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Good News

Keanu Reeves Praised As Video of Him Offering Seat to Lady in Subway Resurfaces

Elias Marat

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Keanu Reeves is an actor who has long been loved by audiences —and not necessarily due to his acting skills, but due to how nice the John Wick star is.

And now, Reeves is once again earning praise as a “true gentleman” after resurfaced video footage shows Reeves giving up his seat on the subway.

The clip was shared by Instagram film fan account Cinemonkeys where it has since earned nearly 45,000 likes.

The video footage dates back to 2011, when it was shared on YouTube by a user of the video-sharing platform.

At the time, Reeves was already a superstar riding on the fame he earned from the Matrix, Speed, and a number of other blockbuster hits.

When Reeves notices a woman carrying a heavy bag, he quickly points to his seat and asks if she would like to sit. The woman accepts and Reeves gets up without hesitating to let her take his seat.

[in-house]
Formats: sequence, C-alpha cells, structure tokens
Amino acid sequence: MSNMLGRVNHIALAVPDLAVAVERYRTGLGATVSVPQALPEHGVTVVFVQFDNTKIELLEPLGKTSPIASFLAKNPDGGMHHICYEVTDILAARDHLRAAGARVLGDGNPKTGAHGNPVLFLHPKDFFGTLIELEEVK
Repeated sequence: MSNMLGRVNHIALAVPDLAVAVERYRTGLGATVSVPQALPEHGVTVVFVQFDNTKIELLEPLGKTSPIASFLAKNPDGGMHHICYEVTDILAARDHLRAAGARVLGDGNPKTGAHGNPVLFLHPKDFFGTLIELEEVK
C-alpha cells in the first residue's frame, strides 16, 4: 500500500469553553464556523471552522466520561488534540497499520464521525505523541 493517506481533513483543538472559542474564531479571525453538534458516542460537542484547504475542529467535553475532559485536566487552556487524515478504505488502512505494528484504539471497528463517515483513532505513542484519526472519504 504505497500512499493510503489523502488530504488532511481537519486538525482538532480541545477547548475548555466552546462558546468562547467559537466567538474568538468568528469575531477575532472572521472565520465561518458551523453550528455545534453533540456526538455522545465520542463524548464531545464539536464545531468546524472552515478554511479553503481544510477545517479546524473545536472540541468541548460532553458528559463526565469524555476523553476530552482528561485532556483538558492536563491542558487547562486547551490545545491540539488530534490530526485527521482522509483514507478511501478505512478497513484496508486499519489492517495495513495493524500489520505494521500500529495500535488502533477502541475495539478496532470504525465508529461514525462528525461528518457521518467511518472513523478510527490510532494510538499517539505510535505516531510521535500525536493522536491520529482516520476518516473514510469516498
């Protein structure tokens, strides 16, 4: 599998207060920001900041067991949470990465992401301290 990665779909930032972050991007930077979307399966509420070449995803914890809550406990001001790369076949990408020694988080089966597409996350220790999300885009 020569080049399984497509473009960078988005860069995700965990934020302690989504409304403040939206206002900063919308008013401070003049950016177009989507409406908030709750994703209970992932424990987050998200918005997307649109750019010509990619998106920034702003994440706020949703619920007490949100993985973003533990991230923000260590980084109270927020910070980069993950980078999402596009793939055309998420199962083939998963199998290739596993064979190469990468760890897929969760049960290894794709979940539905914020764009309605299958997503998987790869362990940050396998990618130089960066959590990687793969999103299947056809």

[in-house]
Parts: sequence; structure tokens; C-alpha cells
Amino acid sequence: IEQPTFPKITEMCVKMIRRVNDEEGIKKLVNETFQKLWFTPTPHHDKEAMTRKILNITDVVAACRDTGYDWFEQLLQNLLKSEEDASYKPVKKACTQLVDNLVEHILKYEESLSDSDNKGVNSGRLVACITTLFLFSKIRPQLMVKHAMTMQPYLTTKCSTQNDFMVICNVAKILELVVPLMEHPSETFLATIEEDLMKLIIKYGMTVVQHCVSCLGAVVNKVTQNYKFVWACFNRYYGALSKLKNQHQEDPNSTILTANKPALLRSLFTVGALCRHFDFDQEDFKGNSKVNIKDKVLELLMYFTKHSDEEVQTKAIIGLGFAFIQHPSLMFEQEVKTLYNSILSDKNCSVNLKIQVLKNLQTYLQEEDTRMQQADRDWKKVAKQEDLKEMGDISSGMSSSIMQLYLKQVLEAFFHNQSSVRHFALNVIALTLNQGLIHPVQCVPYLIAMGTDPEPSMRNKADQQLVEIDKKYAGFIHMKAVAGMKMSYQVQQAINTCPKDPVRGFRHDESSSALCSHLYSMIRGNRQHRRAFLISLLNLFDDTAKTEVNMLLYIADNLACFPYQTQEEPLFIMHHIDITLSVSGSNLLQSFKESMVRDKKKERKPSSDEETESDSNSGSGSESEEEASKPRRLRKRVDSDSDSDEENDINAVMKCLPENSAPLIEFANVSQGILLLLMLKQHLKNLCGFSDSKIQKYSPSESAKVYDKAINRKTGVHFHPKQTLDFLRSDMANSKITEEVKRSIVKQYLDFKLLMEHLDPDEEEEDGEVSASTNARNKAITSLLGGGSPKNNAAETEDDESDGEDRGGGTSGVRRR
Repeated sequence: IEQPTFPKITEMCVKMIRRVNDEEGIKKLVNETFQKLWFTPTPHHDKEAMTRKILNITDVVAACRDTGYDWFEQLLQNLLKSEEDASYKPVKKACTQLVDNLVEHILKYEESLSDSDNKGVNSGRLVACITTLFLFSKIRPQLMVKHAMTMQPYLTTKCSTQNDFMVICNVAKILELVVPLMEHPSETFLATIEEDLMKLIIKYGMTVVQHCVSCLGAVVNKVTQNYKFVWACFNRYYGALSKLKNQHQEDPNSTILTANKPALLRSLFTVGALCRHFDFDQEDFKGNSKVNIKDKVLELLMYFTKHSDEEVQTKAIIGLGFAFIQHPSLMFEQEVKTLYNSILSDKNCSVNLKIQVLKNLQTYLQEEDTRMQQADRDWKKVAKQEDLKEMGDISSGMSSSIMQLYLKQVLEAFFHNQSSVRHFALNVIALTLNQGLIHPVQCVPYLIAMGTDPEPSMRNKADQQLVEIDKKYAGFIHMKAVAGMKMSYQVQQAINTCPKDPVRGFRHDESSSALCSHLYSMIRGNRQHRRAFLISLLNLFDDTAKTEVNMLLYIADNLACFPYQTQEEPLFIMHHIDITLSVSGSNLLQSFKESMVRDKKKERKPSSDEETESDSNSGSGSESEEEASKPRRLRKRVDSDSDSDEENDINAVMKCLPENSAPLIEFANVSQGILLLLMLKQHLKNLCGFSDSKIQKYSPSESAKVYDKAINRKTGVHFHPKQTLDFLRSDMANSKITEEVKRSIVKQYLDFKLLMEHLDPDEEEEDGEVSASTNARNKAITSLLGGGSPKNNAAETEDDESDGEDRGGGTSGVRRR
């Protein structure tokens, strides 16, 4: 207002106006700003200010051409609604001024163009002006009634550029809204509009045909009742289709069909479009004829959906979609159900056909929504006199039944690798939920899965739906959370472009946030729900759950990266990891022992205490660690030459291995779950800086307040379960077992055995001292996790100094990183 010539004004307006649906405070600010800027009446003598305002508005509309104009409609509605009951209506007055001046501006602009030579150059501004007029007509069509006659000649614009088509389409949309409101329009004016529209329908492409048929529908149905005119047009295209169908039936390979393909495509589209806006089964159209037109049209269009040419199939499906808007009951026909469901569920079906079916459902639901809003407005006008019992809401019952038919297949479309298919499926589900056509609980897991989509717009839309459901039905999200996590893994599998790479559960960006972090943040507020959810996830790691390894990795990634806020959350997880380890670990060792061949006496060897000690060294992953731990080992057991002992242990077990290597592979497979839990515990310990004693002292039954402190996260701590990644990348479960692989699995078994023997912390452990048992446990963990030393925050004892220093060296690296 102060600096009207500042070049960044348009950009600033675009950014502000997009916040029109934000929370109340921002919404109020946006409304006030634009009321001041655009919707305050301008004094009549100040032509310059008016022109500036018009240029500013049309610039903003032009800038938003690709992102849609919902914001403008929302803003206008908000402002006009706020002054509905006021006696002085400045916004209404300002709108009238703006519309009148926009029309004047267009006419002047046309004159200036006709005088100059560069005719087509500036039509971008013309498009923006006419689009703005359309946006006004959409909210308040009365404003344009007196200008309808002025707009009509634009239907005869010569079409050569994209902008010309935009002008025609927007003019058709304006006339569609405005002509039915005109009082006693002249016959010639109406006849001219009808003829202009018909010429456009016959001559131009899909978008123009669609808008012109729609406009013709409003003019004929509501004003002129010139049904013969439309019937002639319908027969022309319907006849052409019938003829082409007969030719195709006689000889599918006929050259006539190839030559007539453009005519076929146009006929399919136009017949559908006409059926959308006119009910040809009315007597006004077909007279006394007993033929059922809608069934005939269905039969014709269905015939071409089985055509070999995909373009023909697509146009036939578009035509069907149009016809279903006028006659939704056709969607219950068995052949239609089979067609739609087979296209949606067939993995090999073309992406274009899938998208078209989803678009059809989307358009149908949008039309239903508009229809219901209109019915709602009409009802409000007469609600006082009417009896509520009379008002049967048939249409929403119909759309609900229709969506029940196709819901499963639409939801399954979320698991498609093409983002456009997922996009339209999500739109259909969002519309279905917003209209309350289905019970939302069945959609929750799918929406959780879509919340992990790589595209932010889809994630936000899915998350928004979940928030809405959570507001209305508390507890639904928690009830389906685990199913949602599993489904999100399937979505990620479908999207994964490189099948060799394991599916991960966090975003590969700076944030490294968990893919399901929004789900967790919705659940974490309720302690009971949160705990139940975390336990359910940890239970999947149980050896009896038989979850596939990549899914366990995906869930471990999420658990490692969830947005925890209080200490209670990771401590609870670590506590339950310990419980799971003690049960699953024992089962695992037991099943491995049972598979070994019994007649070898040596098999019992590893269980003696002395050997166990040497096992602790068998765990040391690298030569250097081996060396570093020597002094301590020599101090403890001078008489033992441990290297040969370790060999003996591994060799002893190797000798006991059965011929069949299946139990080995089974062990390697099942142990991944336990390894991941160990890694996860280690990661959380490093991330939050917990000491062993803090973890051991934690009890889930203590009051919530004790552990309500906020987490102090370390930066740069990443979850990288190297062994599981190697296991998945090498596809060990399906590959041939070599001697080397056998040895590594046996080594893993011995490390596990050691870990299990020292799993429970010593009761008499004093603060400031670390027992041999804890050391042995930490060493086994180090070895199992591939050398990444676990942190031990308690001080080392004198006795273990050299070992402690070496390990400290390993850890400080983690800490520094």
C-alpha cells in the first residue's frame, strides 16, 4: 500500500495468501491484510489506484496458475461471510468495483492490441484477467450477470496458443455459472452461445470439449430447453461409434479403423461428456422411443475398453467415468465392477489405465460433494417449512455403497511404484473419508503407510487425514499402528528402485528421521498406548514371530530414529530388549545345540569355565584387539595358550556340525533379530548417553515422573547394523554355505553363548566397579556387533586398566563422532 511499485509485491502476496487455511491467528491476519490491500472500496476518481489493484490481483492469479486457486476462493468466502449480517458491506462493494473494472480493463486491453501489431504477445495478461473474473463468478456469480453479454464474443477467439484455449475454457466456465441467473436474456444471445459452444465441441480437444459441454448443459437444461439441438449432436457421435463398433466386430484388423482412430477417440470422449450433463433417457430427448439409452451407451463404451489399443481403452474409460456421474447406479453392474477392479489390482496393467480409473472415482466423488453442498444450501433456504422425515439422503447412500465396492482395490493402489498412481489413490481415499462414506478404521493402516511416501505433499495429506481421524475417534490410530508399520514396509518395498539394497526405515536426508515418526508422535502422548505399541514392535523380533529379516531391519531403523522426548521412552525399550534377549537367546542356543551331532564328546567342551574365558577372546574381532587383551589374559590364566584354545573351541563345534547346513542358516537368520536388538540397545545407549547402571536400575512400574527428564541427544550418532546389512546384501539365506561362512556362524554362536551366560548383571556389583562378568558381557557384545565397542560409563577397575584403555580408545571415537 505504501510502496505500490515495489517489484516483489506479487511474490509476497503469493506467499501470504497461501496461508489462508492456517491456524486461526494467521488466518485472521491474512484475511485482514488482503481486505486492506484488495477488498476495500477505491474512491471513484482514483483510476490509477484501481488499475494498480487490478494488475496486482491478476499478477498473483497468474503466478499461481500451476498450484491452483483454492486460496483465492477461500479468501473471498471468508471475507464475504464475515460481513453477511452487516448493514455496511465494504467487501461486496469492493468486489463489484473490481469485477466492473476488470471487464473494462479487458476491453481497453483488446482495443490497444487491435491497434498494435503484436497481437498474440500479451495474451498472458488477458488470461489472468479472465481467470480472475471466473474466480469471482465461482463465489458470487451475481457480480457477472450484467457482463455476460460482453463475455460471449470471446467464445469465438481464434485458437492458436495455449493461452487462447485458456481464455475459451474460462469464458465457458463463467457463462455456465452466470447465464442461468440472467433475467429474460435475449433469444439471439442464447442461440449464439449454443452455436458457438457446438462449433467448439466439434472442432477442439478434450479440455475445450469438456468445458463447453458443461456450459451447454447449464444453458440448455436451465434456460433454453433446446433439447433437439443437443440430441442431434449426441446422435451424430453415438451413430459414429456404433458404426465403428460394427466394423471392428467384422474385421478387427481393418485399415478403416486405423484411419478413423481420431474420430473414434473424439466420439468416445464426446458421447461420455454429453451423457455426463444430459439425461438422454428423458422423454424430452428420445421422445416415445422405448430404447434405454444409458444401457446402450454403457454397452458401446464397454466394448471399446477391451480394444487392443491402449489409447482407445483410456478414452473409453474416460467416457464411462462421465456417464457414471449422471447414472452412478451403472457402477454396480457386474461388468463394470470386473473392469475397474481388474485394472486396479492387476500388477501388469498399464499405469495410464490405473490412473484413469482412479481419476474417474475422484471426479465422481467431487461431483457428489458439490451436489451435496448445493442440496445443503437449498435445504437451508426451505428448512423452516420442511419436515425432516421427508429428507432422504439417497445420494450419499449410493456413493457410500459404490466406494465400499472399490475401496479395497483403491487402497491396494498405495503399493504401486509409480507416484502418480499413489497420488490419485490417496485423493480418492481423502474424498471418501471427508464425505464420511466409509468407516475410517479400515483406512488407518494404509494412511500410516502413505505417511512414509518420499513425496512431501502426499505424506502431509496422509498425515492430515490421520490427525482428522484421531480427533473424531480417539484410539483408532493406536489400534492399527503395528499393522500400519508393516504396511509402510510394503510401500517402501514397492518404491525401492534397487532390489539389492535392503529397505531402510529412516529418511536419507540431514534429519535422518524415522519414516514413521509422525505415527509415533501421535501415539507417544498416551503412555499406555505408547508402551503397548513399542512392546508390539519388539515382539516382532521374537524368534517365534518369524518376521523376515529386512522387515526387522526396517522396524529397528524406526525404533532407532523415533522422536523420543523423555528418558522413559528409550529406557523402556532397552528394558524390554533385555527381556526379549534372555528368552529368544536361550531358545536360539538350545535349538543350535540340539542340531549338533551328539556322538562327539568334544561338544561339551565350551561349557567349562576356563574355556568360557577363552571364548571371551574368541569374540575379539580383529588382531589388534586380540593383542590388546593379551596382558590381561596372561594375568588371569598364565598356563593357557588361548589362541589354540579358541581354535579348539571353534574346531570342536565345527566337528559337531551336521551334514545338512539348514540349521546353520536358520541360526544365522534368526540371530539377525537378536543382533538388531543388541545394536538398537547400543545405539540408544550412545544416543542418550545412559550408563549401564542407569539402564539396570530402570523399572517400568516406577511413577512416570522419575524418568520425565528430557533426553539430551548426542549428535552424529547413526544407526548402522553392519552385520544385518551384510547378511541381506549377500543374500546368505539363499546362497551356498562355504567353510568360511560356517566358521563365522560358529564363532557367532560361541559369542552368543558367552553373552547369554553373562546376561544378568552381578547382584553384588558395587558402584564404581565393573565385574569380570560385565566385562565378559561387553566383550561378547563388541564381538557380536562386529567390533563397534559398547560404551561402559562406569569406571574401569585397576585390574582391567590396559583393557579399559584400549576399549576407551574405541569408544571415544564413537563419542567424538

Reeves, ever the model citizen, then stands and holds onto a subway pole while carrying his bag.

The video has since been watched over 27 million times and was even cited in a 2019 Time magazine profile of the actor describing Reeves as the “soul mate” of the internet.

The resurfacing of the clip on Instagram once again impressed users of the platform.

“This human being’s soul honestly shines so bright,” wrote one user.

“OMG I love him in every single way,” another person commented.

His kindness knows no bounds,” commented someone else.

Keanu is set to reprise his role as Neo in the upcoming fourth Matrix film directed and written by Lana Wachowski, who co-directed the earlier trilogy with her sister Lilly. He will also return to the silver screen in John Wick: Chapter 4, which will be released in 2022.

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Animals

Drunk Man Rescues Injured Baby Bird By Sending It To Animal Shelter… In An Uber

Elias Marat